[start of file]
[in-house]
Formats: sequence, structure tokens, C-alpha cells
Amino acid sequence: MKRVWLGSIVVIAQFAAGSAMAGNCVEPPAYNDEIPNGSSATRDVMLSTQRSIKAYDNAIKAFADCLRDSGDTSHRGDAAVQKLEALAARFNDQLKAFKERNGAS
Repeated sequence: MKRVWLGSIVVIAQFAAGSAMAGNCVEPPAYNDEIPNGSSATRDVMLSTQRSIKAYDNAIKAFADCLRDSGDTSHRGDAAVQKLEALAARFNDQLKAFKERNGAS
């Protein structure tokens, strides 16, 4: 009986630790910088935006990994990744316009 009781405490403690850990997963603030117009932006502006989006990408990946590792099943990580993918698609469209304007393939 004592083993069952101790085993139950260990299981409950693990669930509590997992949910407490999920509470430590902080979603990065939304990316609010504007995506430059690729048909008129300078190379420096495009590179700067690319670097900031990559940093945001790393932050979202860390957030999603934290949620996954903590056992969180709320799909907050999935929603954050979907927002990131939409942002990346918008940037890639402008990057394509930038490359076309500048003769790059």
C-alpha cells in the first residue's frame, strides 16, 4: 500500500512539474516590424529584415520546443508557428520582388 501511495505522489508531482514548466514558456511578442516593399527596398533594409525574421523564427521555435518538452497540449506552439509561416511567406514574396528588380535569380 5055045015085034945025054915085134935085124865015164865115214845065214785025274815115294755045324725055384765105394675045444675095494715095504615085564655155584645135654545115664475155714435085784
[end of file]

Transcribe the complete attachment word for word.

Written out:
[in-house]
Formats: sequence, structure tokens, C-alpha cells
Amino acid sequence: MKRVWLGSIVVIAQFAAGSAMAGNCVEPPAYNDEIPNGSSATRDVMLSTQRSIKAYDNAIKAFADCLRDSGDTSHRGDAAVQKLEALAARFNDQLKAFKERNGAS
Repeated sequence: MKRVWLGSIVVIAQFAAGSAMAGNCVEPPAYNDEIPNGSSATRDVMLSTQRSIKAYDNAIKAFADCLRDSGDTSHRGDAAVQKLEALAARFNDQLKAFKERNGAS
């Protein structure tokens, strides 16, 4: 009986630790910088935006990994990744316009 009781405490403690850990997963603030117009932006502006989006990408990946590792099943990580993918698609469209304007393939 004592083993069952101790085993139950260990299981409950693990669930509590997992949910407490999920509470430590902080979603990065939304990316609010504007995506430059690729048909008129300078190379420096495009590179700067690319670097900031990559940093945001790393932050979202860390957030999603934290949620996954903590056992969180709320799909907050999935929603954050979907927002990131939409942002990346918008940037890639402008990057394509930038490359076309500048003769790059």
C-alpha cells in the first residue's frame, strides 16, 4: 500500500512539474516590424529584415520546443508557428520582388 501511495505522489508531482514548466514558456511578442516593399527596398533594409525574421523564427521555435518538452497540449506552439509561416511567406514574396528588380535569380 5055045015085034945025054915085134935085124865015164865115214845065214785025274815115294755045324725055384765105394675045444675095494715095504615085564655155584645135654545115664475155714435085784